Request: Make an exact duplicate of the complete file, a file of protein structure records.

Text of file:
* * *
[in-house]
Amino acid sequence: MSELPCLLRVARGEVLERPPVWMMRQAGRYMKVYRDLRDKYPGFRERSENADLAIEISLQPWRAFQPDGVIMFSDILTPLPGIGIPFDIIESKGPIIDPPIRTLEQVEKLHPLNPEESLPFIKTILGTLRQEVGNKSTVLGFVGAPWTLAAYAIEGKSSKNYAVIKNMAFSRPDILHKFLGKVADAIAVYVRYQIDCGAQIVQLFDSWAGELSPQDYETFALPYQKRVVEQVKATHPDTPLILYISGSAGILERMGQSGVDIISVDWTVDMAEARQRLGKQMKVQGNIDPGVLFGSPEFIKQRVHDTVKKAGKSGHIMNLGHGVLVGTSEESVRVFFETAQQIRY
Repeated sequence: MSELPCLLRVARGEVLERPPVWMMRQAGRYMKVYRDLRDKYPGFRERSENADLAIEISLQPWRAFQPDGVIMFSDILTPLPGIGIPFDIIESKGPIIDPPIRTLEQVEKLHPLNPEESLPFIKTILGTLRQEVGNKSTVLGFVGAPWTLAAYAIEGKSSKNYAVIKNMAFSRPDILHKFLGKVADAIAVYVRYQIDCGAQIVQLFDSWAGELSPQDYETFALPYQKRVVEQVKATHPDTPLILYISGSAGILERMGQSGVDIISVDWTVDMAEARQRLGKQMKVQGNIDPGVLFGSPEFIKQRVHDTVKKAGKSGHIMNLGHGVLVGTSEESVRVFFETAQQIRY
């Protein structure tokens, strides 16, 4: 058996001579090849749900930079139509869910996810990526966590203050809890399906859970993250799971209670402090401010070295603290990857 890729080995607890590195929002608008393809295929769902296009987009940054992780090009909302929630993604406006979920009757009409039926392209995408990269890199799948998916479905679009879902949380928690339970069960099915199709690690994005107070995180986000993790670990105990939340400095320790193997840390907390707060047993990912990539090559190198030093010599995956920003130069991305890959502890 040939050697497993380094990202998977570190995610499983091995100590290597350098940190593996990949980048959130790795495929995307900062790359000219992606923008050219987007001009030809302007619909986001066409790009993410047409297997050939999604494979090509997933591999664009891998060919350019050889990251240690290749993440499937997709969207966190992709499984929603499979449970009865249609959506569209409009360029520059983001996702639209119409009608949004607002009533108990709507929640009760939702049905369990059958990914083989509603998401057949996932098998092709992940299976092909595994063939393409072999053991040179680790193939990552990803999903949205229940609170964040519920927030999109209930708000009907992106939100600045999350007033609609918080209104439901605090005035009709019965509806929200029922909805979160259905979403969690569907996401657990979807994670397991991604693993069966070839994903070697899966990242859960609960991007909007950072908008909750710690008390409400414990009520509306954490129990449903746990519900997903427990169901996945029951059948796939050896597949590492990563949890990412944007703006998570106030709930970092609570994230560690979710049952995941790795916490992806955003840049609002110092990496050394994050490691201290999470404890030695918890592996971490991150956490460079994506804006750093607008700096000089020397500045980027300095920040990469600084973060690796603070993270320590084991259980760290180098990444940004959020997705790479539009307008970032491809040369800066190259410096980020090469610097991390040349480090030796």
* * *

[in-house]
Amino acid sequence: MSELPCLLRVARGEVLERPPVWMMRQAGRYMKVYRDLRDKYPGFRERSENADLAIEISLQPWRAFQPDGVIMFSDILTPLPGIGIPFDIIESKGPIIDPPIRTLEQVEKLHPLNPEESLPFIKTILGTLRQEVGNKSTVLGFVGAPWTLAAYAIEGKSSKNYAVIKNMAFSRPDILHKFLGKVADAIAVYVRYQIDCGAQIVQLFDSWAGELSPQDYETFALPYQKRVVEQVKATHPDTPLILYISGSAGILERMGQSGVDIISVDWTVDMAEARQRLGKQMKVQGNIDPGVLFGSPEFIKQRVHDTVKKAGKSGHIMNLGHGVLVGTSEESVRVFFETAQQIRY
Repeated sequence: MSELPCLLRVARGEVLERPPVWMMRQAGRYMKVYRDLRDKYPGFRERSENADLAIEISLQPWRAFQPDGVIMFSDILTPLPGIGIPFDIIESKGPIIDPPIRTLEQVEKLHPLNPEESLPFIKTILGTLRQEVGNKSTVLGFVGAPWTLAAYAIEGKSSKNYAVIKNMAFSRPDILHKFLGKVADAIAVYVRYQIDCGAQIVQLFDSWAGELSPQDYETFALPYQKRVVEQVKATHPDTPLILYISGSAGILERMGQSGVDIISVDWTVDMAEARQRLGKQMKVQGNIDPGVLFGSPEFIKQRVHDTVKKAGKSGHIMNLGHGVLVGTSEESVRVFFETAQQIRY
């Protein structure tokens, strides 16, 4: 058996001579090849749900930079139509869910996810990526966590203050809890399906859970993250799971209670402090401010070295603290990857 890729080995607890590195929002608008393809295929769902296009987009940054992780090009909302929630993604406006979920009757009409039926392209995408990269890199799948998916479905679009879902949380928690339970069960099915199709690690994005107070995180986000993790670990105990939340400095320790193997840390907390707060047993990912990539090559190198030093010599995956920003130069991305890959502890 040939050697497993380094990202998977570190995610499983091995100590290597350098940190593996990949980048959130790795495929995307900062790359000219992606923008050219987007001009030809302007619909986001066409790009993410047409297997050939999604494979090509997933591999664009891998060919350019050889990251240690290749993440499937997709969207966190992709499984929603499979449970009865249609959506569209409009360029520059983001996702639209119409009608949004607002009533108990709507929640009760939702049905369990059958990914083989509603998401057949996932098998092709992940299976092909595994063939393409072999053991040179680790193939990552990803999903949205229940609170964040519920927030999109209930708000009907992106939100600045999350007033609609918080209104439901605090005035009709019965509806929200029922909805979160259905979403969690569907996401657990979807994670397991991604693993069966070839994903070697899966990242859960609960991007909007950072908008909750710690008390409400414990009520509306954490129990449903746990519900997903427990169901996945029951059948796939050896597949590492990563949890990412944007703006998570106030709930970092609570994230560690979710049952995941790795916490992806955003840049609002110092990496050394994050490691201290999470404890030695918890592996971490991150956490460079994506804006750093607008700096000089020397500045980027300095920040990469600084973060690796603070993270320590084991259980760290180098990444940004959020997705790479539009307008970032491809040369800066190259410096980020090469610097991390040349480090030796």